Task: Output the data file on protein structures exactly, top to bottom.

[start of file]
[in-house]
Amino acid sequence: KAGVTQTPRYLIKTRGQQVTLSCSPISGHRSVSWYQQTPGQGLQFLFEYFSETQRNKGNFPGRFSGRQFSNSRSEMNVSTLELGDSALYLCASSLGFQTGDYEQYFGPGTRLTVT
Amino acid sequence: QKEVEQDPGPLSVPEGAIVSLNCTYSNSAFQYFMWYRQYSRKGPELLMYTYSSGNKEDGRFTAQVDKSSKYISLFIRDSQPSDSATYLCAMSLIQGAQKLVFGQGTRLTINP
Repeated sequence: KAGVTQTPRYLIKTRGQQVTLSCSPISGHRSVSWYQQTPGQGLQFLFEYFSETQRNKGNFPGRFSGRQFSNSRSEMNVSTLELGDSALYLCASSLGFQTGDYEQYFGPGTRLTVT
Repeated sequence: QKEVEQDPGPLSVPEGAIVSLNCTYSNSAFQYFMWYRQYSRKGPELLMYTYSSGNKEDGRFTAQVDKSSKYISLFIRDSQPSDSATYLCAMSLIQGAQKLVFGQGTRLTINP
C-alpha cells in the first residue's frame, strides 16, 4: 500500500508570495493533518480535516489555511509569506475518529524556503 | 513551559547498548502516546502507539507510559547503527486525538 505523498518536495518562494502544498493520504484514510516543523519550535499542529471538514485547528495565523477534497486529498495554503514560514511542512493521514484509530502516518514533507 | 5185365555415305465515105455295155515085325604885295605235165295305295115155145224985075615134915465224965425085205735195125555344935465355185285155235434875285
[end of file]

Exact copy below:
[in-house]
Amino acid sequence: KAGVTQTPRYLIKTRGQQVTLSCSPISGHRSVSWYQQTPGQGLQFLFEYFSETQRNKGNFPGRFSGRQFSNSRSEMNVSTLELGDSALYLCASSLGFQTGDYEQYFGPGTRLTVT
Amino acid sequence: QKEVEQDPGPLSVPEGAIVSLNCTYSNSAFQYFMWYRQYSRKGPELLMYTYSSGNKEDGRFTAQVDKSSKYISLFIRDSQPSDSATYLCAMSLIQGAQKLVFGQGTRLTINP
Repeated sequence: KAGVTQTPRYLIKTRGQQVTLSCSPISGHRSVSWYQQTPGQGLQFLFEYFSETQRNKGNFPGRFSGRQFSNSRSEMNVSTLELGDSALYLCASSLGFQTGDYEQYFGPGTRLTVT
Repeated sequence: QKEVEQDPGPLSVPEGAIVSLNCTYSNSAFQYFMWYRQYSRKGPELLMYTYSSGNKEDGRFTAQVDKSSKYISLFIRDSQPSDSATYLCAMSLIQGAQKLVFGQGTRLTINP
C-alpha cells in the first residue's frame, strides 16, 4: 500500500508570495493533518480535516489555511509569506475518529524556503 | 513551559547498548502516546502507539507510559547503527486525538 505523498518536495518562494502544498493520504484514510516543523519550535499542529471538514485547528495565523477534497486529498495554503514560514511542512493521514484509530502516518514533507 | 5185365555415305465515105455295155515085325604885295605235165295305295115155145224985075615134915465224965425085205735195125555344935465355185285155235434875285